• Deborah A. Steege
  • Dieter G. Söll
Part of the Biological Regulation and Development book series (BRD, volume 1)


Suppression is the genetic term used to describe the effect of a general class of secondary mutations that restore a wild or pseudo-wild type phenotype to a mutant organism in which the primary mutation is still maintained. The isolation of a suppressor serves to identify a compensating mutation in the second of a pair of genes which may encode macromolecules interacting at some point in viral or cell metabolism. Since the molecular mechanism by which a wild type phenotype appears usually is not prescribed by the genetic selection imposed, one would predict that biochemical alterations of many different types could correct a given deficiency. In fact, evidence accumulated since the first report of suppression in 1927 (Bonnier, 1927) clearly shows that correction mechanisms operate both during the transcription and translation steps of gene expression, and also at the level of the final gene products. The many types of genetic suppression were enumerated several years ago in the comprehensive article of Hartman and Roth (1973). The experimental evidence which has identified the molecular basis for nonsense suppression (Garen, 1968; Körner et al, 1978), missense suppression (Hill, 1975), frameshift suppression (Roth, 1974), and ribosomal suppression (Gorini, 1970, 1974) has been discussed. Hawthorne and Leupold (1974) have recently summarized our knowledge of genetic suppression in yeast. These remain excellent discussions of the basic principles for the class of suppressor mutations, termed informational suppressors, that affects the macromolecular components of the transcription and translation processes.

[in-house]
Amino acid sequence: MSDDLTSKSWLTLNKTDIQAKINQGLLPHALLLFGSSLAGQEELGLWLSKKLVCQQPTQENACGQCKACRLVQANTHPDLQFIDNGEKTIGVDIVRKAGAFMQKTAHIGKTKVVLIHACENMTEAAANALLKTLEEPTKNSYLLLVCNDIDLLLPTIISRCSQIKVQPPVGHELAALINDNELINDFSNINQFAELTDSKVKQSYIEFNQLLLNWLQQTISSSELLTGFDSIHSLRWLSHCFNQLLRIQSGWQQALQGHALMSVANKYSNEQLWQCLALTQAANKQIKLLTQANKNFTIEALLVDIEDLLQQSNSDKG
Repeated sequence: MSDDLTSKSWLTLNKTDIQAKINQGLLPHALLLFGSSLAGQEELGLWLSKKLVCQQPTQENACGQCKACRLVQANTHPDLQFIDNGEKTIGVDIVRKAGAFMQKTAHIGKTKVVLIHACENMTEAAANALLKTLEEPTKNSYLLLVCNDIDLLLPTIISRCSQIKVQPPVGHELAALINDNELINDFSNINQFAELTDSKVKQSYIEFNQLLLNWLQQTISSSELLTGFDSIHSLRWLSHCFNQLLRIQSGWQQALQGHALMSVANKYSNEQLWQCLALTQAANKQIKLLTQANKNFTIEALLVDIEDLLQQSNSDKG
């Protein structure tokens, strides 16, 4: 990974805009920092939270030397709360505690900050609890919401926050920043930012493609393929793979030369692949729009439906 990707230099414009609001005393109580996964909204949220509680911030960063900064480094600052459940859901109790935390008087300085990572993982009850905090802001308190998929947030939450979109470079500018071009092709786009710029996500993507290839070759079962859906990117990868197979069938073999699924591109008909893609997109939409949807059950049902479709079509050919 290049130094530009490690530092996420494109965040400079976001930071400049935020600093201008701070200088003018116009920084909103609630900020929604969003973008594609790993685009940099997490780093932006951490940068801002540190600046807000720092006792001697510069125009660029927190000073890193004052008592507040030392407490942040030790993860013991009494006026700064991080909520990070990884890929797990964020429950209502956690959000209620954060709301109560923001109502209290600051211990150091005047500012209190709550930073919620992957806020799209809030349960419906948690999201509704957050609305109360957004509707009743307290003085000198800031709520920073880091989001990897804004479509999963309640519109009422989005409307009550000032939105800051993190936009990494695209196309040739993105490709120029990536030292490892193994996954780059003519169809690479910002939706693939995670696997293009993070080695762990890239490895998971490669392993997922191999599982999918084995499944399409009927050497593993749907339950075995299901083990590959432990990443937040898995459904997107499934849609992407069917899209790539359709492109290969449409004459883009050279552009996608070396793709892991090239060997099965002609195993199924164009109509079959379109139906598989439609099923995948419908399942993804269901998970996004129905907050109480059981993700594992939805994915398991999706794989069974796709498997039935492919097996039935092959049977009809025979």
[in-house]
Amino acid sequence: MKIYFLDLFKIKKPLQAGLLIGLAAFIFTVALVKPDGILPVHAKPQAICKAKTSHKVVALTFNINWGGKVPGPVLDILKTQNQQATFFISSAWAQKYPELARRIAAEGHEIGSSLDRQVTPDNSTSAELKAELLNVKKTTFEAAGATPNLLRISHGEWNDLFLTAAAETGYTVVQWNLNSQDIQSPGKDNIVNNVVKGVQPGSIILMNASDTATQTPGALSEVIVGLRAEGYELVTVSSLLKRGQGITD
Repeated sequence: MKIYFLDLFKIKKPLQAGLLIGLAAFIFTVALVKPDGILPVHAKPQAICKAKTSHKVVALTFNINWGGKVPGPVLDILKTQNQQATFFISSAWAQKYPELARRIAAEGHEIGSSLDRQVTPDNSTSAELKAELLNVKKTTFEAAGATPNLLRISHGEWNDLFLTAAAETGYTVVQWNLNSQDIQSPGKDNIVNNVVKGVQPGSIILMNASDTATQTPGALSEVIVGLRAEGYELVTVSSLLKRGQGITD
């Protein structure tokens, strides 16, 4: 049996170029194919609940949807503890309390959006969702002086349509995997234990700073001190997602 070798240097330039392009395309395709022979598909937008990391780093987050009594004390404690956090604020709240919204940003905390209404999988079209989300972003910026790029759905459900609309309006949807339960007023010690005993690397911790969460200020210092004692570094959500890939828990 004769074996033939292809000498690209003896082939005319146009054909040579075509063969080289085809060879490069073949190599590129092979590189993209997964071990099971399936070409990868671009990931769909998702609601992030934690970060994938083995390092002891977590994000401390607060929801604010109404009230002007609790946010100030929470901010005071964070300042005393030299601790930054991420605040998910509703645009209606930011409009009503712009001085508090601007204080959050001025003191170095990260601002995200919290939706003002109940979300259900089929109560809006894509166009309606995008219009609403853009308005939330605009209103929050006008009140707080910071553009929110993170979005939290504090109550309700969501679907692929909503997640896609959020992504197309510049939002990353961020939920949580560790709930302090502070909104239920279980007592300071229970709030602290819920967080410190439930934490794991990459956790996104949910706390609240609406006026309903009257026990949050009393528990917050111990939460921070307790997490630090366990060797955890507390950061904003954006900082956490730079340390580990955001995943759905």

Anticodon Loop Nonsense Suppression Nonsense Codon tRNA Species tRNA Anticodon 
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Copyright information

© Plenum Press, New York 1979

Authors and Affiliations

  • Deborah A. Steege
    • 1
  • Dieter G. Söll
    • 2
  1. 1.Department of BiochemistryDuke University Medical CenterDurhamUSA
  2. 2.Department of Molecular Biophysics and BiochemistryYale UniversityNew HavenUSA

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